Farm Progress

Soybeans planted early equal higher yields in Deep South

Planted after May 10, soybean yield potential gradually declines in parts of Southeast.

Brad Haire 1

May 15, 2014

3 Min Read
<p>SOYBEANS PLANTED before May 10 in most cases have the highest yield potential. After that date, according to University of Georgia research, yield potential gradually declines in parts of Southeast.</p>

Interest in soybeans in the Southeast is growing due to relatively good prices. But to really compete for acres against cotton and peanuts, soybeans need to average higher yields. Can Deep South growers get a higher yield? Sure, if they want it.

Some growers still view soybeans as a good rotation at times in the Deep South, especially if prices are high or for when it is too late in the season to plant anything else. But do these farmers care to go for higher soybean yields?

In Georgia, for example, the average soybean yields go in the mid-30 bushels per acre range, said Jared Whitaker, soybean specialist with the University of Georgia Cooperative Extension. And that’s fine if a grower is happy with it.

“There is no doubt we can increase yields, increase average yields, with only a few changes,” Whitaker said. “And we really don’t have to think completely out of the box to do it. By doing a few things right, you can get 70 bushels per acre.”

Maturity groups and planting dates are the keys. In his research trials, 9 out of 10 times “the earlier we are able to plant the higher the yields we produce,” Whitaker said.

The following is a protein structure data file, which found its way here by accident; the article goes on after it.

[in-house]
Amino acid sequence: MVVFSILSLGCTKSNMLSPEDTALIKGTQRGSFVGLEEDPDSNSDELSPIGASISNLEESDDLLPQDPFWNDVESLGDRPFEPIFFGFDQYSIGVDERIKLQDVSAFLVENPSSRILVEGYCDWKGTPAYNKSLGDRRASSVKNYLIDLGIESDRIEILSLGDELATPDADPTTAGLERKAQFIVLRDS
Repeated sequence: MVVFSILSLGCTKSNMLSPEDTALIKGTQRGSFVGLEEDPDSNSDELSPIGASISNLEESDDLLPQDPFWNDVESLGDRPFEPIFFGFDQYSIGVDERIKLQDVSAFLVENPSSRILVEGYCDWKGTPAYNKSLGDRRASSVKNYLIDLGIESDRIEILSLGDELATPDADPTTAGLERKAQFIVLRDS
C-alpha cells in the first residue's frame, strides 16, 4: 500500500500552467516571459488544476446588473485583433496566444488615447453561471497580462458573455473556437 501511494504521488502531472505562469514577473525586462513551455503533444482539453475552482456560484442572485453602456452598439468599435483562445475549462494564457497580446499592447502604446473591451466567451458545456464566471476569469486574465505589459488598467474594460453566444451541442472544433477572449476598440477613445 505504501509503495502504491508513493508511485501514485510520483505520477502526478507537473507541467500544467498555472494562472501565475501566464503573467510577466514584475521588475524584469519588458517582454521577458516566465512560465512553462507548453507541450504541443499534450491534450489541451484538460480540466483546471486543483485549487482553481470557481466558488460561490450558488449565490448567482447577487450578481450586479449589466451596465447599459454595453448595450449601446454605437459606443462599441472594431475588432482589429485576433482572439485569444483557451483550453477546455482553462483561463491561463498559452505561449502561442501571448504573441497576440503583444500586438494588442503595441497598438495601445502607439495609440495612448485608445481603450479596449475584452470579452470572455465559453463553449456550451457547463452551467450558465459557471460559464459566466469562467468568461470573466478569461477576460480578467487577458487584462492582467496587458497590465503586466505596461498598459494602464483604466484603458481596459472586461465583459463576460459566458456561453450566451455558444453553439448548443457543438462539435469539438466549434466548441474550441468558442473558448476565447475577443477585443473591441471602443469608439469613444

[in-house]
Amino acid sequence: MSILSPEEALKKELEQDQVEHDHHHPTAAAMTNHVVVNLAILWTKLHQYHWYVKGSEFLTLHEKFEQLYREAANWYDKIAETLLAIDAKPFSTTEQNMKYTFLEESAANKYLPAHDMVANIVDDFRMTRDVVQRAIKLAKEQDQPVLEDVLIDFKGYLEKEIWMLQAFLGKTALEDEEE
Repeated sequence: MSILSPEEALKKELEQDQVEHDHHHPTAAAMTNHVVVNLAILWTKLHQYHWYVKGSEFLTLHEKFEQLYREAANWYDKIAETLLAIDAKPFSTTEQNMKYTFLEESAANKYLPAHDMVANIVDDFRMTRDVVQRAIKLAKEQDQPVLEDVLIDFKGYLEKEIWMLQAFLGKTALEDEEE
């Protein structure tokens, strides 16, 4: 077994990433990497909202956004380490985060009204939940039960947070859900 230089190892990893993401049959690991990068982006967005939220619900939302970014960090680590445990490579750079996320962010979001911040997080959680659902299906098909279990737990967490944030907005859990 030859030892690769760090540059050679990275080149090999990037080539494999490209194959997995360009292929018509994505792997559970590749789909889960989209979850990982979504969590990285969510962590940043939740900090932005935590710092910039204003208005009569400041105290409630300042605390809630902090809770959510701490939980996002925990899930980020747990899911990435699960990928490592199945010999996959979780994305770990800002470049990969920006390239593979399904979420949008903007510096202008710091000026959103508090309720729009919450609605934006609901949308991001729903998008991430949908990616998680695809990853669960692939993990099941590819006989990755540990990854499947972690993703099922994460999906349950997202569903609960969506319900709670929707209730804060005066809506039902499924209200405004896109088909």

A lot of soybeans go in behind wheat in Georgia, pushing soybean planting later. Using an early maturing variety like MG V or VI and planting by mid-May in his small-plot research trials, Whitaker can get 80 to 90 bushels per acre by harvest. In his research, he staggers the planting dates from May to mid-July. “It’s a straight-line shot decline in yields the later you plant,” he said. “I figure you lose about a half a bushel per day for each day you plant after May 10.”

A couple of years ago, the majority of soybeans grown in Georgia were group VII. That’s changing. Growers now see better yield potential with the group V and group VI planted earlier, when they can.

Determinate or indeterminate?

For Georgia, a large majority of the crop is planted to determinate varieties, and there is still a lot of yield potential for determinates. But if a grower wants to swing for the fence and score big yields, choosing an indeterminate variety might be the first step.

For early planting, think about using maturity group V or an indeterminate variety like late MG IV or early V. For early planting, plant May 10 – 30 with determinate varieties. Think about using an indeterminate variety for April 25 – May 15 planting. Try to hit a final stand of 100,000 plants per acre if planting to 36-inch rows.

A lot of Georgia farms are set for 36-inch rows, but narrowing rows down from that 36 inches helps soybean yields. Going to between 20-inch to 30-inch rows pays off, he said, figuring for every one inch narrower than 36 inches brings a 0.7 percent increase in yields. When going for the narrower rows, a grower can shoot for a stand of 125,000 to 150,000 plans per acre.

Rotate behind corn. Fertilize in fall of the year ahead of soybeans. Plant a rye cover crop. Kill the cover in early March. And irrigation is a must. The beans can’t stress for moisture, especially during flowering and early pod set.

Comes down to what a grower can or wants to do in a field. Again, “higher yield” is a relative term. A grower can select an earlier determinate variety, modify planting dates, fertilize properly and with irrigation he can bump yields and likely double what is usually Georgia’s average annual yield.

“Some growers don’t expect a lot (from their soybeans). That’s fine, but some realize there can be higher yields out there and we could be doing more to get them,” Whitaker said.

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